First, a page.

While Legalization Stalls, Some Push For Cannabis Banking Services

Dispensaries and other marijuana industry companies continue to have difficult time getting cannabis banking services. And because federal cannabis legislation appears stalled in the U.S. Senate, at least for the moment, some lawmakers are turning their attention to dealing with weed-related banking issues.

U.S. Rep. Ed Perlmutter, a Democrat from Colorado, recently said the time has come to pass the Secure and Fair Enforcement (SAFE) Banking Act, which provides protections for financial institutions that provide cannabis banking services. He’d prefer going forward with that proposal rather than wait to see if the Senate passes the full legalization bill approved by the House four months ago.

It’s something he’s pushed for since 2013. The bill calls for protecting banks against federal charges for working with marijuana businesses. He told Westword he thinks now might be the time to try to get it approved.

“The Senate is currently pursuing comprehensive cannabis reform legislation, which is important to ensure true social and economic justice is achieved following the War on Drugs,” he said. “However, there is a serious public-safety threat that exists in our communities that we cannot wait to address, which is why SAFE Banking needs to move now.”

More than 30 senators have signed on in support of the bill.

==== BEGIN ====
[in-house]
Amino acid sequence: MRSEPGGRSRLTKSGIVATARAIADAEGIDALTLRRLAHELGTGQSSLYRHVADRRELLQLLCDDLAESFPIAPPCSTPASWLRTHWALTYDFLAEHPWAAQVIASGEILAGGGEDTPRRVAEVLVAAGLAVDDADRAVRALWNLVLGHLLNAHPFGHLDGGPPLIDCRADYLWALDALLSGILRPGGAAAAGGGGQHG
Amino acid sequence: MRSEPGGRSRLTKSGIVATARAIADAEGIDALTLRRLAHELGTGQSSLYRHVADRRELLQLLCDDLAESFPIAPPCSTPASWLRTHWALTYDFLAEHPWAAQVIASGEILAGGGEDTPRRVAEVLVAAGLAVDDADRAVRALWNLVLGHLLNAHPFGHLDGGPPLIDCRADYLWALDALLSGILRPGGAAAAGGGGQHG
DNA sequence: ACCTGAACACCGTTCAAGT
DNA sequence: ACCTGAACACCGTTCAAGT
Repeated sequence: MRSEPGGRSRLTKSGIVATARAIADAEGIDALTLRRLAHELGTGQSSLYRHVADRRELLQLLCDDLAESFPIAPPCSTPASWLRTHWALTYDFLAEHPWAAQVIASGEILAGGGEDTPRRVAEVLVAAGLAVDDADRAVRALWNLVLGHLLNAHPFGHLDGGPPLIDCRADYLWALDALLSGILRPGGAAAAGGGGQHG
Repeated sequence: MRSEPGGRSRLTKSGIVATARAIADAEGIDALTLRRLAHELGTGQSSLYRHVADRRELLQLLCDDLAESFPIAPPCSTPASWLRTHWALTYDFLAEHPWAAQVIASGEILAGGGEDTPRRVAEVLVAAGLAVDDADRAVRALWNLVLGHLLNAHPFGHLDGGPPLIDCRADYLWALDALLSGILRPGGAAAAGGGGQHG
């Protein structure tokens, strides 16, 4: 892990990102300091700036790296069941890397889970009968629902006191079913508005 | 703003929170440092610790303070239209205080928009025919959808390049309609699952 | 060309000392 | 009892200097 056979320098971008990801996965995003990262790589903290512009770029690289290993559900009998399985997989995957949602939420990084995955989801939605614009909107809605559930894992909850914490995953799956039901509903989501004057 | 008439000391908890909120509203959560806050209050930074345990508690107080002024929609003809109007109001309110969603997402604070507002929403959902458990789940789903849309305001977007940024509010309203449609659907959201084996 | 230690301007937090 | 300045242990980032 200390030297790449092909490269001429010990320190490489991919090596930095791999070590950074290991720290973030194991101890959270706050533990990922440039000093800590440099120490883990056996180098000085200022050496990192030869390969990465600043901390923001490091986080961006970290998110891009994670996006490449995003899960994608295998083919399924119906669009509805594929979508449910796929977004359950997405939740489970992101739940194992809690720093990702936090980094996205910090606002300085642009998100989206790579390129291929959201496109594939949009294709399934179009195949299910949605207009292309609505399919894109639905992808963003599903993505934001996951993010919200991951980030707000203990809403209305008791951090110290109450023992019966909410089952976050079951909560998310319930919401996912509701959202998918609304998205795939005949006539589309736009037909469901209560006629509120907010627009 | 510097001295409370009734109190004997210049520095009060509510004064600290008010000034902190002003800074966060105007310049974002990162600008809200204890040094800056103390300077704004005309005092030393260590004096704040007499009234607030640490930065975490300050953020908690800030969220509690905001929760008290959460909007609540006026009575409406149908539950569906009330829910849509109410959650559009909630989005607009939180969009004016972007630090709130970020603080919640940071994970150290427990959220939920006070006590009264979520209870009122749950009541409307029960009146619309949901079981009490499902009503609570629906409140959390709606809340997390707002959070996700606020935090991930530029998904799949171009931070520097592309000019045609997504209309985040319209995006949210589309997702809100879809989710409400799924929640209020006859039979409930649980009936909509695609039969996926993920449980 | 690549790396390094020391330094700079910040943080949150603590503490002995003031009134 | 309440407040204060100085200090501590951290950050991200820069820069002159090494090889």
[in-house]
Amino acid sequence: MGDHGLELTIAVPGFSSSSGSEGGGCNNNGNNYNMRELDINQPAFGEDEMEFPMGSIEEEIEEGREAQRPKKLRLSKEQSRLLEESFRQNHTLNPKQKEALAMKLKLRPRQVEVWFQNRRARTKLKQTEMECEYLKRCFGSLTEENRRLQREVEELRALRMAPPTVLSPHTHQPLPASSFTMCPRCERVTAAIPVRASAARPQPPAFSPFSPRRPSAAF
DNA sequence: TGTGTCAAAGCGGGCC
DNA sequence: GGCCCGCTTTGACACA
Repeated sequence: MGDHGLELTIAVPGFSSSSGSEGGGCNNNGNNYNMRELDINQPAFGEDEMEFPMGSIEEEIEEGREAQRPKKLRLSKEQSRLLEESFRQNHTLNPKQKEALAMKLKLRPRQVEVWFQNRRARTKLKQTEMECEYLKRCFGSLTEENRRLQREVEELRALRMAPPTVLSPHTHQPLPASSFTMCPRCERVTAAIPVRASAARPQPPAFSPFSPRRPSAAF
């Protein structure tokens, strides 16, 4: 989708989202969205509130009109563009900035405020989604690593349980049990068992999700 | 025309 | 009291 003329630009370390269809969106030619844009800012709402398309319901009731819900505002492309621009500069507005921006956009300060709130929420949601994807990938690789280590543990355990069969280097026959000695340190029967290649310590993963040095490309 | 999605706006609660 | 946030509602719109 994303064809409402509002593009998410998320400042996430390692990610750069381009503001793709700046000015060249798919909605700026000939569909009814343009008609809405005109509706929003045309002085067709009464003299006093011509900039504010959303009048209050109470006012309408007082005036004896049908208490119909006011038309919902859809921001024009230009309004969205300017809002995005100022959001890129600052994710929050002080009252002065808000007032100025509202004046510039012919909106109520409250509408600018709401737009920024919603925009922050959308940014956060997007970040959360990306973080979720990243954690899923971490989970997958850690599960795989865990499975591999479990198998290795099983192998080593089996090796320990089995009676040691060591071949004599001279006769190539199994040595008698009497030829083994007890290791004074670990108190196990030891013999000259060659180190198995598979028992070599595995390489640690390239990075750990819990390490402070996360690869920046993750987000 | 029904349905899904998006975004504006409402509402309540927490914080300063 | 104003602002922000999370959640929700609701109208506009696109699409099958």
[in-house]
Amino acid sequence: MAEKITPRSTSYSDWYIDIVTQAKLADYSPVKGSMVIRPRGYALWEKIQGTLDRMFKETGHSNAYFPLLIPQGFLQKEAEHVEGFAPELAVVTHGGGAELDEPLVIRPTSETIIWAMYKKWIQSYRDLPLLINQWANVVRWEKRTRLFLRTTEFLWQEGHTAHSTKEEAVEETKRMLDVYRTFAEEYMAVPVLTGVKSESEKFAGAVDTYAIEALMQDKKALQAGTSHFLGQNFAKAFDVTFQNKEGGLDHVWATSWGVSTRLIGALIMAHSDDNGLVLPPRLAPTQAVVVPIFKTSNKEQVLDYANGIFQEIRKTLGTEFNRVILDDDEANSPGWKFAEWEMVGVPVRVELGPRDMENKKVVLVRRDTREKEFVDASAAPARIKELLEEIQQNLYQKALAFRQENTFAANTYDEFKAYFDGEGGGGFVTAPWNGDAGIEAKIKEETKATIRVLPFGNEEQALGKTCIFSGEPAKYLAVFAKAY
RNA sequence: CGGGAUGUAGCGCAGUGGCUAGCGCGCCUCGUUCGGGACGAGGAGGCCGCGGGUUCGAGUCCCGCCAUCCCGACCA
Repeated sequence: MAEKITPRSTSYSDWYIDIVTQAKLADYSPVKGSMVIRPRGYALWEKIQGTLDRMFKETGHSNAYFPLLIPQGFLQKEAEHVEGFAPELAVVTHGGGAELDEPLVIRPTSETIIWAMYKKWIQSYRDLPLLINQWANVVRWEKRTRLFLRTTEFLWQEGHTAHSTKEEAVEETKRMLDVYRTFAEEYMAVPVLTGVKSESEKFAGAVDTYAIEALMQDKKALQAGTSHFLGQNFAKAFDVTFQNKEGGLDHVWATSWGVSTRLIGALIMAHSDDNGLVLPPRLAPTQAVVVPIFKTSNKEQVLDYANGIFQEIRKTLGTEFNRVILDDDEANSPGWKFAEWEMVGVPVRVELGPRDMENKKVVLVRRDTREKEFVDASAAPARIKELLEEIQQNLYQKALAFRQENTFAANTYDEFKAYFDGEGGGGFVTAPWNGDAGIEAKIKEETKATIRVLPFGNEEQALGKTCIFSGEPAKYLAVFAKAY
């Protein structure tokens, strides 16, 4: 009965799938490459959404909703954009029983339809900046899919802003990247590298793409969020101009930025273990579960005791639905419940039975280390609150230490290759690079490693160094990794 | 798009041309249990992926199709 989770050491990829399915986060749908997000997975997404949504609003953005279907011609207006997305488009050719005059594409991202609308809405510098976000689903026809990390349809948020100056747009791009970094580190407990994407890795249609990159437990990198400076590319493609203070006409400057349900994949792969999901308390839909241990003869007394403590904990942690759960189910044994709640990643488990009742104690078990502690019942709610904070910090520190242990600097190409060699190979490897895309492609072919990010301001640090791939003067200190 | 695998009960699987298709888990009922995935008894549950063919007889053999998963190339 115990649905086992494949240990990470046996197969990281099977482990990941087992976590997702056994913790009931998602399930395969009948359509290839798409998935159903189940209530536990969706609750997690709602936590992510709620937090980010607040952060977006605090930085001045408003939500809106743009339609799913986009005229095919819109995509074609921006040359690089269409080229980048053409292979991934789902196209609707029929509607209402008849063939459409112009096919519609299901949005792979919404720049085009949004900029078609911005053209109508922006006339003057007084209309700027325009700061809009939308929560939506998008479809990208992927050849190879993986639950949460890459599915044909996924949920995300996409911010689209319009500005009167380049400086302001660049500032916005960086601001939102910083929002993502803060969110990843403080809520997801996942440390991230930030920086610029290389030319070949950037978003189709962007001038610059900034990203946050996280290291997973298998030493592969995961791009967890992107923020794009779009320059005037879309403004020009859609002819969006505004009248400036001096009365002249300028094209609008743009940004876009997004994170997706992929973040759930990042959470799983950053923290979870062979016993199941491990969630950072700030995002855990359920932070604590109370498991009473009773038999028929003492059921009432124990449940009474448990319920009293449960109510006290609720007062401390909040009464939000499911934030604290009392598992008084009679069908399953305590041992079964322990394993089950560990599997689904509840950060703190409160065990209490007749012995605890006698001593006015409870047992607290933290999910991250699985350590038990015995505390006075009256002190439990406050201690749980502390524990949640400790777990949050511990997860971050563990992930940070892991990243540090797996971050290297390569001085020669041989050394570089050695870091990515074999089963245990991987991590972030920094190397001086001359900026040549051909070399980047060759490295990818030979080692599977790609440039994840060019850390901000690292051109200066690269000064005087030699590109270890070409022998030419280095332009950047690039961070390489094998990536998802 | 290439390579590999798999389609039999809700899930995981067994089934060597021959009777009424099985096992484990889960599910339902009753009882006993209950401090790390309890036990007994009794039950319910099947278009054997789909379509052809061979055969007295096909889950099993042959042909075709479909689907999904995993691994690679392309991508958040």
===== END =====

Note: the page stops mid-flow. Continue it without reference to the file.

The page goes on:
Why Marijuana Banking Changes Are Needed

Most dispensaries continue to deal each day in cash transactions. While there are ways to safeguard transactions, dispensaries want the same access to financial services that other businesses enjoy. However, federally insured banks won’t provide cannabis banking services out of fear they will run afoul of federal law.

While legal for recreational use in 19 states, cannabis remains a Schedule I illegal drug at the federal level. Under that law, banks cannot work with businesses in the marijuana industry without running the risk of facing potential penalties from federal regulators.

Sen. Mitch McConnell, who led the Senate until this year, called such banking protections part of a “multi-trillion dollar left-wing wish list.”  But now that they have a slim majority in the Senate, Democrats might have a way of getting it done.

Incremental Change vs. Big Change

The politics involved in all of this is complex, but essentially Democrats now are debating whether to make incremental changes in federal marijuana law now or big ones down the road.

Perlmutter believes that now is the time to protect banks from federal penalties so that they can extend services to cannabis businesses. Dealing with cash has led to big security challenges and, in some cases, dangerous conditions for dispensary workers and customers, Perlmutter said.

He told Westword the SAFE Banking Act is about “protecting employees, patients and customers of small businesses.” But he faces opposition from within his own party.

Senate Majority Leader Chuck Schumer wants to pass a legalization bill, which is currently going through a months-long public comment period. He plans to bring his proposal to the Senate floor for debate soon.

One of co-sponsors on Schumer’s bill, Sen. Cory Booker, has stated he will fight against the idea of bringing any other legislation forward until the full legalization bill is considered.

All this has left cannabis banking services in limbo. Perlmutter said his bill will at least move the ball forward, providing protection for banks and giving both large and small cannabis business owners access to more capital. Whether his bill ever gets to the Senate floor for a vote remains to be seen.

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